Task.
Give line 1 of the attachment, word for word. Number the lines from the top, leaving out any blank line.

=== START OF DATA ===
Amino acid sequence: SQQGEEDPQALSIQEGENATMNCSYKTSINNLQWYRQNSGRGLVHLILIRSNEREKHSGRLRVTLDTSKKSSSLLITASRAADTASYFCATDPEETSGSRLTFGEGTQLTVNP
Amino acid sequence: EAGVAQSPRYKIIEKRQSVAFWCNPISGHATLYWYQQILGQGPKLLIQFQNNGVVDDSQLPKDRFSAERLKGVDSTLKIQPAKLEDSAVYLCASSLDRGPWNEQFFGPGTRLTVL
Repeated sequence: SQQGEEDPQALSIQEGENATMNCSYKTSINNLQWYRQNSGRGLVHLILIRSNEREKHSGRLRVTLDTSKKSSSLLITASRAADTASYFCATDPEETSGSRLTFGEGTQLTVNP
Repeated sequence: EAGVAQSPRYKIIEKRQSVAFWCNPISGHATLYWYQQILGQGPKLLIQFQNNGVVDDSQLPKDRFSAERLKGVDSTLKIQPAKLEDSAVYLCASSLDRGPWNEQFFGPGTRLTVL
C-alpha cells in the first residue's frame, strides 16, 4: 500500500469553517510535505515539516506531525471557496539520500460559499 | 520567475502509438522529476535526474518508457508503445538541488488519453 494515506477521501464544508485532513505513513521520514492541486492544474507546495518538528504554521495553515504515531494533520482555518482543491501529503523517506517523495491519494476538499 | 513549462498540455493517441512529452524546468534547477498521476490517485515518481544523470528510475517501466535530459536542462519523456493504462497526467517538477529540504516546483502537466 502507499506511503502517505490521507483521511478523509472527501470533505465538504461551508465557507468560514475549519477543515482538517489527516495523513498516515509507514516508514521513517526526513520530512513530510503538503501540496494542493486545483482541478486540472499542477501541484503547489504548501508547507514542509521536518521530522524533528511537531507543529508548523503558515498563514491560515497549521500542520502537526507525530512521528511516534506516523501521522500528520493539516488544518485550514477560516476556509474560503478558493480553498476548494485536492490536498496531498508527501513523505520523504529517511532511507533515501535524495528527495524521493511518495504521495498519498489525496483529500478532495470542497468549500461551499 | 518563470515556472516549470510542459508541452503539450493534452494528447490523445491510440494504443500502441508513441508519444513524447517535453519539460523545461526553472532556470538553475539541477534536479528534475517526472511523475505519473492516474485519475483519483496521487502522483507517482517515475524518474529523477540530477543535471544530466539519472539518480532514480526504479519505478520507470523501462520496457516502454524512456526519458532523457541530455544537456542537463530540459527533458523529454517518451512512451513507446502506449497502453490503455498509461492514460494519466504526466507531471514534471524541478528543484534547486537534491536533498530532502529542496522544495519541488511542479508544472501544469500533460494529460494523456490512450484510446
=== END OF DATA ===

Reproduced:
Amino acid sequence: SQQGEEDPQALSIQEGENATMNCSYKTSINNLQWYRQNSGRGLVHLILIRSNEREKHSGRLRVTLDTSKKSSSLLITASRAADTASYFCATDPEETSGSRLTFGEGTQLTVNP